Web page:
How to be Green at Home

How to be Green at Home
Horrified by the size of your ecological footprint? Discouraged by the enormity of the environmental crisis? Don't be---small steps can add up to make a real difference. Start by challenging your assumptions about what you really need versus what you want. Step outside your comfort zone a bit, and see how little of everything you can use---water, paper products, electricity and other fuels. Be creative in reusing or finding new uses for disposable or worn items. Share with friends or neighbors instead of buying your own.
 

Instructions

Difficulty: Easy

Step 1
Cut your energy use. At home and at work, use a programmable thermostat and set it at least 3 degrees F higher (summer) or cooler (winter) than normal. Close air vents in unused rooms. Replace incandescent bulbs with compact fluorescent light bulbs. Plug items into smart power strips that can be turned off when not in use. Turn lights off when leaving a room. Air-dry clothes instead of using a dryer. Insulate your home, and fix air leaks around doors and windows. Install skylights to increase natural light, reducing the need for electricity. Reduce cooling needs with attic fans. Use a microwave instead of a conventional oven. Chop food by hand instead of with a food processor. Solar electric and hot water systems are expensive but will dramatically slash your energy costs.
Step 2
Reduce use of toxic chemicals. Many products used in the home contain toxic chemicals or additives. Most detergents contain phosphates; antibacterial agents also harm the environment and should be avoided. Products for personal care, lawn/yard care and pest control commonly contain toxic ingredients---look for natural or biodegradable alternatives. Paints and flooring release volatile organic compounds that pollute the air and cause health problems. Look for low- or no-VOC products instead.
Step 3
Reduce use of disposable products; repair rather than replace. Many disposable products can easily be replaced with reusable ones. A few examples are cloth towels and napkins instead of paper, sponges instead of single-use wipes, cloth diapers instead of disposables, and plastic or bamboo picnic ware instead of paper. Rinse, dry, and reuse plastic produce and freezer/sandwich bags. Get your shoes resoled instead of buying a new pair. Hang onto that computer or TV for another year instead of rushing to buy the latest model. See if you can get electronics repaired when they break instead of replacing them.
Step 4
Reduce water use. Indoor water use can be slashed by installing low flow shower heads and dual-flush or ultra low volume toilets. Front-loading washers, faucet aerators, and tankless or on-demand water heaters help too. Turning water off when brushing teeth and running the washer or dishwasher only when full will save significant amounts of water. A modern, energy-star rated dishwasher actually uses less water than washing the amse amount of dishes by hand, if run with a full load. Outdoors, get a rain barrel or a rainwater harvesting system. Greywater recycling, if legal in your area, can be a big saver too. Install a smart controller and a rain sensor for your irrigation system, and switch to drip where possible. Use native, drought-tolerant plants and convert your lawn to a meadow or an edible landscape with fruit trees and a vegetable plot.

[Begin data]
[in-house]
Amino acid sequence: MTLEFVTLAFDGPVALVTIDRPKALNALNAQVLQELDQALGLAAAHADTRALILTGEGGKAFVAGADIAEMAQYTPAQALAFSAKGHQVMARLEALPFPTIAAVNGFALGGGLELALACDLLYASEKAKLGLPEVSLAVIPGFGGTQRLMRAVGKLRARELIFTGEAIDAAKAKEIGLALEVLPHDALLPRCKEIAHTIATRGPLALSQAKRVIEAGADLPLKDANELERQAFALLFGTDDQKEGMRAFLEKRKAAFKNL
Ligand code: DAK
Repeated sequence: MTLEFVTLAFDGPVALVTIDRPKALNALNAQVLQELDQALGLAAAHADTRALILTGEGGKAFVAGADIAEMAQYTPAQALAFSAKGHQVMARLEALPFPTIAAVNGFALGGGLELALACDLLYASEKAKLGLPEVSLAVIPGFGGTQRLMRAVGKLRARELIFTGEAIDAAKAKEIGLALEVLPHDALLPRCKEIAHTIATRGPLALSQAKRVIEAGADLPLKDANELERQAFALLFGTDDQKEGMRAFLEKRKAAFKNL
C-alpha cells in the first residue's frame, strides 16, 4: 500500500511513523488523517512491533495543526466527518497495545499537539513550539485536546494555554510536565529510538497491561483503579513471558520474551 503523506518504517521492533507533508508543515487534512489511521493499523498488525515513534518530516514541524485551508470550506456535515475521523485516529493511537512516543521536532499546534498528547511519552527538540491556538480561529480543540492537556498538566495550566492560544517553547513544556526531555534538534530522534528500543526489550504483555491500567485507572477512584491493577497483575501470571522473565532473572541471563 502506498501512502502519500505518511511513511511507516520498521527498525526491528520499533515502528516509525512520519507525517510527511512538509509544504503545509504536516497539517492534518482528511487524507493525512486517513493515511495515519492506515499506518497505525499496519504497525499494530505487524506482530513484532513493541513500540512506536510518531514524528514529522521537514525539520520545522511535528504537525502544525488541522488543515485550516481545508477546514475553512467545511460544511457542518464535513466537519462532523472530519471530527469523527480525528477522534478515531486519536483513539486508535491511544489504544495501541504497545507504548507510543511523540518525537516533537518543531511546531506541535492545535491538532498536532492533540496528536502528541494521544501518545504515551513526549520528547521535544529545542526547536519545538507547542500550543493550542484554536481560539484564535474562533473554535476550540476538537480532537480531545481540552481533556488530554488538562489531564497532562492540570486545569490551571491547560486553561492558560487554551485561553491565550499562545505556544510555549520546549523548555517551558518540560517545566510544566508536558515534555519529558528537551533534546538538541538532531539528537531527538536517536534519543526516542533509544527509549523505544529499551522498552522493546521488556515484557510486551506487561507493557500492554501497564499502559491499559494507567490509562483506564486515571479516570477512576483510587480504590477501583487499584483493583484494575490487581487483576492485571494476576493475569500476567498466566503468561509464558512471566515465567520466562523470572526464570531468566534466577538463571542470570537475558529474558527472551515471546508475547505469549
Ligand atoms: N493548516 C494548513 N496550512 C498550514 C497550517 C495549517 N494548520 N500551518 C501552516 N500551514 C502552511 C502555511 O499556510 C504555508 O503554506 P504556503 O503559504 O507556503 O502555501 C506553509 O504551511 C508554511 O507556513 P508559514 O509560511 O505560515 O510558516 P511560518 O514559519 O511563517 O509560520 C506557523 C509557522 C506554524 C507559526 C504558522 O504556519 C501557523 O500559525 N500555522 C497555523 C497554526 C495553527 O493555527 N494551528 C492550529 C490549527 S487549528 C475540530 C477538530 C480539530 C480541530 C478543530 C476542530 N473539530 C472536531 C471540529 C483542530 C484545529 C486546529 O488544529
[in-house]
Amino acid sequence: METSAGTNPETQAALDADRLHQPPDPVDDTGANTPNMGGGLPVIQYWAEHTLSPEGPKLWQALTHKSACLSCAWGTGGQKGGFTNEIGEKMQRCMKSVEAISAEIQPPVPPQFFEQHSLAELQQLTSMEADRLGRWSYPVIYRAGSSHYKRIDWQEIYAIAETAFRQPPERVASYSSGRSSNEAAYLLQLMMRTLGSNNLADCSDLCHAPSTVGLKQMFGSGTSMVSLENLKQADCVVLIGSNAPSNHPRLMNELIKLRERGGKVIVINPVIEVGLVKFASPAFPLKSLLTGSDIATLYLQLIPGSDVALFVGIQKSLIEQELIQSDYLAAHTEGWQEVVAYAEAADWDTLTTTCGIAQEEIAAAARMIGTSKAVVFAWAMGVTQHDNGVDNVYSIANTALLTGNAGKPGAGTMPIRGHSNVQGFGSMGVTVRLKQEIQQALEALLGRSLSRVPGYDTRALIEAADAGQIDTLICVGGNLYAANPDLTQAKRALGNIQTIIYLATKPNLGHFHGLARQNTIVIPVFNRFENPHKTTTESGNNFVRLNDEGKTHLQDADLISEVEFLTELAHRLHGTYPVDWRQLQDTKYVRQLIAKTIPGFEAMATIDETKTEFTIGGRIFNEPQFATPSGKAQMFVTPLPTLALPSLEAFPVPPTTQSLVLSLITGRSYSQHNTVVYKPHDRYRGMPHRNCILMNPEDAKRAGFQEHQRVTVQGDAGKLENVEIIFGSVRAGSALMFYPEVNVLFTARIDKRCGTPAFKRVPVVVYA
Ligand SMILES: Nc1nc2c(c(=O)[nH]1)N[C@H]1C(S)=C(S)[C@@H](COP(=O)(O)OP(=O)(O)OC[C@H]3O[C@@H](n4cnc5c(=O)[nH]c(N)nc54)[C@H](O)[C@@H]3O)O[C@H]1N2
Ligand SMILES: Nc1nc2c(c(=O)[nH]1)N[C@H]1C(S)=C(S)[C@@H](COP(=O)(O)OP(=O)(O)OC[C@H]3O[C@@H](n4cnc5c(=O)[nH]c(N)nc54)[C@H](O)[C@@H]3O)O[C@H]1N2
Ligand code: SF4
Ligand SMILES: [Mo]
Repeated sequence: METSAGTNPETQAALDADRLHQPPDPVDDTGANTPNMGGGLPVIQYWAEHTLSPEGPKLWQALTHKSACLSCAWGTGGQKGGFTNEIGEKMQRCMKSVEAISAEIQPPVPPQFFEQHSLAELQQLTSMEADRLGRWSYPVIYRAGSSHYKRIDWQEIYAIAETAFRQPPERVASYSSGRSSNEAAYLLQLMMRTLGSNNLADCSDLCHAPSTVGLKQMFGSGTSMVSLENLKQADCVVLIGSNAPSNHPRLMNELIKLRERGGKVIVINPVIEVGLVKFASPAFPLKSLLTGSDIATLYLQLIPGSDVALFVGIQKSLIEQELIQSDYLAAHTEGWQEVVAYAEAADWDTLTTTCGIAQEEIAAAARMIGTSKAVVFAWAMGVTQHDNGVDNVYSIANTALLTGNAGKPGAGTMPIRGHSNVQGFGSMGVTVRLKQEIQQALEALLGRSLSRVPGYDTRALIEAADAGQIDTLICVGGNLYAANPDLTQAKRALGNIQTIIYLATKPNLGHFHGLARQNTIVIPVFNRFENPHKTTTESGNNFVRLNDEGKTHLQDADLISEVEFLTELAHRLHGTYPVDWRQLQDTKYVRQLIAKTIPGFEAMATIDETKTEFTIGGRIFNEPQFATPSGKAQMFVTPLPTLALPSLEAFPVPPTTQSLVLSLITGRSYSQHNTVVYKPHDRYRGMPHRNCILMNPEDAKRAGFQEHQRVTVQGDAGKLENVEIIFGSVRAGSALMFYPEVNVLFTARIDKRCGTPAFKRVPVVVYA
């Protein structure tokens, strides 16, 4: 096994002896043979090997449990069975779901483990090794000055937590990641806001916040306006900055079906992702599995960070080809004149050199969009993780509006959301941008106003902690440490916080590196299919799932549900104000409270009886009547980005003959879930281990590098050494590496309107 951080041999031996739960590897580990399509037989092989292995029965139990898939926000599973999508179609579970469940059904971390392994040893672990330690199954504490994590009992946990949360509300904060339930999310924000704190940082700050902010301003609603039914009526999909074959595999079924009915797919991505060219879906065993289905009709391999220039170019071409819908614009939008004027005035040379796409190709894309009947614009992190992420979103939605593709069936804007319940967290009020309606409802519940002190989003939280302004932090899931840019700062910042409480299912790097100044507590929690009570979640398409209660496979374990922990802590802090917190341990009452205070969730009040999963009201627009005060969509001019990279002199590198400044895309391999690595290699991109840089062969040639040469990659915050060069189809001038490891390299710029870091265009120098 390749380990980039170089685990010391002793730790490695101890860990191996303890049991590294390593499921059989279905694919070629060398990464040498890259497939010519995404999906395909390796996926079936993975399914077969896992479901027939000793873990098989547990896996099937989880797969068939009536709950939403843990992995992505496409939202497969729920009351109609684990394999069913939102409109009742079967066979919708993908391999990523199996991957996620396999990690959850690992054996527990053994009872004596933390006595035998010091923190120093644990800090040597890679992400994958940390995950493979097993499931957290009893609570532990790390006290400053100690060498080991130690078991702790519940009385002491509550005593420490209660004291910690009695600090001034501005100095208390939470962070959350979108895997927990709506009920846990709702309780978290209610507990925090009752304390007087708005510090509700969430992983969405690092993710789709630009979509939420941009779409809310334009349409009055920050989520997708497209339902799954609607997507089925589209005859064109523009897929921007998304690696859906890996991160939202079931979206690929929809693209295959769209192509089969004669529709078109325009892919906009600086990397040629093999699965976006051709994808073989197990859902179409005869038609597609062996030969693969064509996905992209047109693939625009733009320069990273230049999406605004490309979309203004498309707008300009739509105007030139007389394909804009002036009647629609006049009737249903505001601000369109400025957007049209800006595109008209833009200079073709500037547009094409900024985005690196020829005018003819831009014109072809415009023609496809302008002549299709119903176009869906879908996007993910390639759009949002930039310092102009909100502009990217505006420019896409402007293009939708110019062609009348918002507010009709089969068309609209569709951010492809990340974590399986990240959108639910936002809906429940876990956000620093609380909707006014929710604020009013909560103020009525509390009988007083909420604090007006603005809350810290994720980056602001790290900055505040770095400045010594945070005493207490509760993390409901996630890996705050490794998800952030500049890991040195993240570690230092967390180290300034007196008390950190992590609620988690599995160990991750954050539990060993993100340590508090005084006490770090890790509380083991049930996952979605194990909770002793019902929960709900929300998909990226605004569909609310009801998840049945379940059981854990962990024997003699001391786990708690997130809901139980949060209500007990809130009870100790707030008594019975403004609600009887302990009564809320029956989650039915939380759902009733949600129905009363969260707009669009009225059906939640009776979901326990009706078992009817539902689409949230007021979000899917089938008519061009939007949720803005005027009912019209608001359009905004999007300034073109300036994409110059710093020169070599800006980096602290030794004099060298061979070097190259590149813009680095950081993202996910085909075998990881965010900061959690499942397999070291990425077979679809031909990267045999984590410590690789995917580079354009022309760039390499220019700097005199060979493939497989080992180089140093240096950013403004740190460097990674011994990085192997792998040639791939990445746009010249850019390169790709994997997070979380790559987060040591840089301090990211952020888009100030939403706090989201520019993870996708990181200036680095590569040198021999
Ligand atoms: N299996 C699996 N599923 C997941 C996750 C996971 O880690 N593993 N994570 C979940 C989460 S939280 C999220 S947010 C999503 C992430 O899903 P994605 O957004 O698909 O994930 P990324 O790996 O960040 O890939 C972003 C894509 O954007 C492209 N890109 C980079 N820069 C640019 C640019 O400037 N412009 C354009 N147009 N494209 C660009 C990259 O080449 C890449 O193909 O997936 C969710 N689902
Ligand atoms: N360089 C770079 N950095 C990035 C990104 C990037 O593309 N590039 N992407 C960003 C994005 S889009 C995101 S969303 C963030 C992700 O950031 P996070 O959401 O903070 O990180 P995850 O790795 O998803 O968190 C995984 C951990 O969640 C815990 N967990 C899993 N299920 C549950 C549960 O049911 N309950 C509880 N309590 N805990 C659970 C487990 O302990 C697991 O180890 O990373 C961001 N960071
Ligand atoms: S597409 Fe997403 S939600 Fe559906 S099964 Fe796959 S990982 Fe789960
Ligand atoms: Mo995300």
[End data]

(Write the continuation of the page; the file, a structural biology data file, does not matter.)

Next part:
Step 5
Dispose of waste properly. Many people flush unwanted prescription drugs down the toilet, contributing to pollution of our oceans, streams and water supply. Contact your pharmacy to find out how to dispose of drugs properly. Batteries, solvents, oils, paints, electronic waste and appliances also require special handling and should not be tossed in the regular trash. Littering contributes to a buildup of plastics and other toxic compounds in the oceans, which ends up in our food supply and harms marine life.
Step 6
Reduce waste by recycling, donating and going to the source. Check with your local waste management company to see which items can be recycled. Donate used clothing, computers, toys, books, cell phones and other items. Magazines can be donated to a doctor's office. Egg cartons and plastic berry baskets can be returned to growers at your local farmers market. Remove your name from mailing lists. Unsubscribe from unwanted catalogs.
Step 7
Start a compost bin. Anyone can compost kitchen waste, even in a small home. A worm bin takes up very little space and can be kept indoors. For those with more room, a larger compost bin or heap outdoors can be used for yard waste as well as food scraps. In either case, you'll slash your trash output and end up with soil-enriching compost that your plants will love.
Step 8
Buy recycled, used or repurposed products. Many products made partly or completely from recycled materials are now available, including paper towels and napkins, toilet paper, tissues, printer paper and aluminum foil. Look for the highest possible percentage of "post-consumer" content. Thrift stores, swap meets or flea markets, and websites such as Craigslist.org are good sources for used or repurposed items.
Step 9
Green your diet. Eating a vegan or mainly plant-based diet has great benefits for you and the environment. Meat production uses lots of land, drugs, pesticides and fertilizers, and grain for feed. It also can involve significant animal cruelty and is a major source of greenhouse gases and other pollution. Buying local, organic food also boosts your health and is easier on the planet.
 

Article Written By Peggy Hansen

Peggy Hansen holds a Bachelor of Science in biology from UC San Diego, Doctor of Medicine from UCLA, and completed postgraduate training at Stanford, Duke and Harvard. An award-winning writer and photographer, her work has been featured in Catnip, Herbalgram, Porter Gulch Review, and many online pieces. She's also a commentator for KQED-FM